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    First off, I am not a professional by any means, but I have done some guitar building and woodworking. With that said, I don't have a band saw so I had a luthier laminate, and cut out a basic shape for a 7-string 30" baritone, neck though. I shaped, fretted, cut the head stock, routed, installed the bridge and electronics, finished, and set up the guitar. This was a great first time project. Before this, I took all my guitars and got familiar with how to properly set them up. The next step I took was learning to fret. So I went to the local lumber yard and got a $10 piece of maple and sanded it to a 16" radius, slotted the piece of maple to a 25.5" scale and hammered the frets in. This helped me get used to what you need to do before jumping in on expensive wood. Do not practice on pine or any softer woods that aren't used on guitars, this will throw your perspective off when you jump in on a real guitar using a harder wood. Whatever wood you are using make sure to read up on the species so you know it's character before working on it. Hard woods like ebony or wenge will have a tendency to crack or split while cutting or planing the surface. Knowing this in advance will help you to know to score or clamp in certain places to avoid the wood from splintering. Also when fretting, you need to slot the frets very accurately, so you'll need a gent's saw and a caliper to measure the saw's width and the fret's tang. If the frets are too snug this causes fret board compression which bends the wood back causing too much bowing and the truss rod will be working too hard. If the slots are too wide, well obviously your frets are going to move around and cause bad intonation and buzzing. Check out www.stewmac.com there is a ton of great advice for free. The books they sell are very good and give step by step instruction and advice. Hope this helps a bit.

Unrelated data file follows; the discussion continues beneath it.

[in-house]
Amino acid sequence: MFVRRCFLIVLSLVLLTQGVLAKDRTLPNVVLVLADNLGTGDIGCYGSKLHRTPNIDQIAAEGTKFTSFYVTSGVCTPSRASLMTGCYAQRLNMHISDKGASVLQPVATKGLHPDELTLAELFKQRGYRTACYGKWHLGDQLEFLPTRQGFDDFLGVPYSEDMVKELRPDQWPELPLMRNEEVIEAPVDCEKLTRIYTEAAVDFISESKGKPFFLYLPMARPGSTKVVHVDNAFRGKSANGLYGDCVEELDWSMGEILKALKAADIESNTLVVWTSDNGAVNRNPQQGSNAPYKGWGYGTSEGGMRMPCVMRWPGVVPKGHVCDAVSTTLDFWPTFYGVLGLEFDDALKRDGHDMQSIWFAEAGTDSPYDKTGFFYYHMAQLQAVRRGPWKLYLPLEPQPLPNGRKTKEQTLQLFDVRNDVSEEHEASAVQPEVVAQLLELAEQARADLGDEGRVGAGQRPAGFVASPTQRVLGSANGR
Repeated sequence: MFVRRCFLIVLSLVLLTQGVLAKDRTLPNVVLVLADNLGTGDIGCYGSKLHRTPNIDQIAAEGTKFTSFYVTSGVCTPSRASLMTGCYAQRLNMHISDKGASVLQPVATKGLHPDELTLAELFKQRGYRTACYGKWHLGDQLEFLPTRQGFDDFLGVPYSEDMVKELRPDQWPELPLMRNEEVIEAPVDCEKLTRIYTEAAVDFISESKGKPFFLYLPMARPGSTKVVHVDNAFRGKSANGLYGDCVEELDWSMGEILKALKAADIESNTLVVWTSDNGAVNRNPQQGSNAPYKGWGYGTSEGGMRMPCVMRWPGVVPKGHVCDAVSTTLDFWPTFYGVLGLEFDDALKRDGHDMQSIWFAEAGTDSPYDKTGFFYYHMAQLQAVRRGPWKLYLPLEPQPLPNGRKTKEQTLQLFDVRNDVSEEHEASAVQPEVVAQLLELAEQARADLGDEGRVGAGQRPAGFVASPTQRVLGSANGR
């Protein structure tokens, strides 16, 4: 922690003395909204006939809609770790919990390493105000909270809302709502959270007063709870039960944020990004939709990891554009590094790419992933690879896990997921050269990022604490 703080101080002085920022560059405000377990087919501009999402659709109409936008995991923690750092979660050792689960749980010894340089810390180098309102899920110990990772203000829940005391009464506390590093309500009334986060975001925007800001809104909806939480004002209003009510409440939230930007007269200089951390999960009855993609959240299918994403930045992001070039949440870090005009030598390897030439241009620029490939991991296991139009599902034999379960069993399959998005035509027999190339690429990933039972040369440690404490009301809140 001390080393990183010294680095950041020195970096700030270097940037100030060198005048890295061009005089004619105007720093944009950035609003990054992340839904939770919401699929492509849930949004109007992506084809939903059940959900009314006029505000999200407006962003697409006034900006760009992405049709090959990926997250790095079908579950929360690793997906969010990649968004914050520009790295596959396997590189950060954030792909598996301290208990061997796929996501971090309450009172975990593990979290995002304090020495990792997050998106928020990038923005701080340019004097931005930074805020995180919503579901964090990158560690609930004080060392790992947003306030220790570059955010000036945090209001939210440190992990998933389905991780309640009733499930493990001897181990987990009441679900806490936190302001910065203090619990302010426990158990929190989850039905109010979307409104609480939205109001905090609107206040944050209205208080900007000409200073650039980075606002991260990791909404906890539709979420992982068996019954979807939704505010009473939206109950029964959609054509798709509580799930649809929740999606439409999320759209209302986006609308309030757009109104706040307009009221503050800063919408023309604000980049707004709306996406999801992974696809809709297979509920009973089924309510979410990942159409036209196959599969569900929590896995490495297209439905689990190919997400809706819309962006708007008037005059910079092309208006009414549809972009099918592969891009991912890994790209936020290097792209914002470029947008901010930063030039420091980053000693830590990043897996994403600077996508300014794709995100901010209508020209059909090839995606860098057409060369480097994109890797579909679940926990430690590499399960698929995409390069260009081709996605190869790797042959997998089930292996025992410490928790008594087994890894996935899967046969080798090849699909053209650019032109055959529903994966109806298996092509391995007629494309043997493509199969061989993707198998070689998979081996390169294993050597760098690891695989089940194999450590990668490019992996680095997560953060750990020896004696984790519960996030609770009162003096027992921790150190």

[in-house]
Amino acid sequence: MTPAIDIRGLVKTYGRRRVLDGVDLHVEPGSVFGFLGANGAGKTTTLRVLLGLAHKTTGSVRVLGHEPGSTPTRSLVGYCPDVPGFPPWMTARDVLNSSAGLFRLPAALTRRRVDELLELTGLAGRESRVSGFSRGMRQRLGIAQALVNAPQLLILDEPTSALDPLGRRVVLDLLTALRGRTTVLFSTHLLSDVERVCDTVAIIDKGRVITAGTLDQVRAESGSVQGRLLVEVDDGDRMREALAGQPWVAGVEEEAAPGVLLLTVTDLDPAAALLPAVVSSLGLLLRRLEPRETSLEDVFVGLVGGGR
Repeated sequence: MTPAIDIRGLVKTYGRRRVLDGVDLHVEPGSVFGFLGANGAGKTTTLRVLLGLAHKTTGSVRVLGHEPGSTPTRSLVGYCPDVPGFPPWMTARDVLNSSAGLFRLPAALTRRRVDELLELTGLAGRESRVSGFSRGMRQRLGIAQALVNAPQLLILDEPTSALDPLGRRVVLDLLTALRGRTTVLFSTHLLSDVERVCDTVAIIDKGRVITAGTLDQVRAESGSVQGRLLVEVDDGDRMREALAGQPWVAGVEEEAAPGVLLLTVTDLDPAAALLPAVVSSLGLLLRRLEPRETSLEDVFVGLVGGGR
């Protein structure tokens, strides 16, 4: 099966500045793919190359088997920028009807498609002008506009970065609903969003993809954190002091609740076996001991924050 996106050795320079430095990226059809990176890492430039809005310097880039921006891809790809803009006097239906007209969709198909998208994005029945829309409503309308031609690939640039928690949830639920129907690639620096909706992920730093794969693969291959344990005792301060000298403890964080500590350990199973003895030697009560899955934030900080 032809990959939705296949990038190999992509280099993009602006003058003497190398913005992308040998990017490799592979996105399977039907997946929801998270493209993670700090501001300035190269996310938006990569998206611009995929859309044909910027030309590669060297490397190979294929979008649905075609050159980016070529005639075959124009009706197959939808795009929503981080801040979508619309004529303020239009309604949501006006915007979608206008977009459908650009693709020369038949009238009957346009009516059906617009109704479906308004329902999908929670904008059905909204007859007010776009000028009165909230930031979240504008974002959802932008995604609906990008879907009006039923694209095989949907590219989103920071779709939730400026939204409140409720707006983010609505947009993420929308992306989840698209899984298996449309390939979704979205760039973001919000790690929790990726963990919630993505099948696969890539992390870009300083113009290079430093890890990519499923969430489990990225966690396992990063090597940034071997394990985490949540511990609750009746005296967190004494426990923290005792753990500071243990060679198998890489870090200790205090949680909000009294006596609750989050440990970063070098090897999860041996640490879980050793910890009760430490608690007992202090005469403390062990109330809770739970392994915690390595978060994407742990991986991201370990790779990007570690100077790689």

8. Ben Johnson

    Ben Johnson SSSSSSSSSSSSSS

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  9. STINNETT

    STINNETT Bad / Nationwide

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    There is a great book to get you started called "Build Your Own Electric Guitar" by Melvyn Hiscock. Covers all the basics and more or less prepares you for what you're getting into.

    There are many ways to achieve each aspect of a build, and thus many different tools you can use to get there. The only tool I would say is absolutely necessary is a good router. A bandsaw and a drill press is nice, but you could probably get by without them, albeit with a lot more work. Fretwork can be tedious and you'll definitely benefit from a little practice on some cheap guitars before you start working on your masterpiece!

    I've got some building exerience, so if you have any specific questions along the way, I'll try to help.
     
  10. carvedones

    carvedones Member

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    Yeah Neals site has all the info you will need. I used that to make my own 7 string neck (never got it properly finished....Lazy). Its not to hard to do. The best idea is to buy a pre slotted neckboard from ebay and then you dont have to worry about the fretts being slotted properly.

    [​IMG]
    [​IMG]
     
  11. beyond dead

    beyond dead heavy metal dad \m/

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    ive got this book. it includes blueprints for a guitar as well. pretty neat, but nothing i think i could ever do
     
  12. zwiebel

    zwiebel New Metal Member

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    I studied Guitar Making for 4 years and to be honest it can be quite difficult, but it's fun and frustrating at the same time. I'd say to just buy some cheap guitar and take it apart. There are a few things that you have to make sure are right like the scale-length and fret positions etc (whole guitar tbh), otherwise it'll sound quite Jazz.

    There's alot of stuff to learn to be honest and woodworking skills come in handy.

    Fretwork is totally a pain in the arse, can agree there.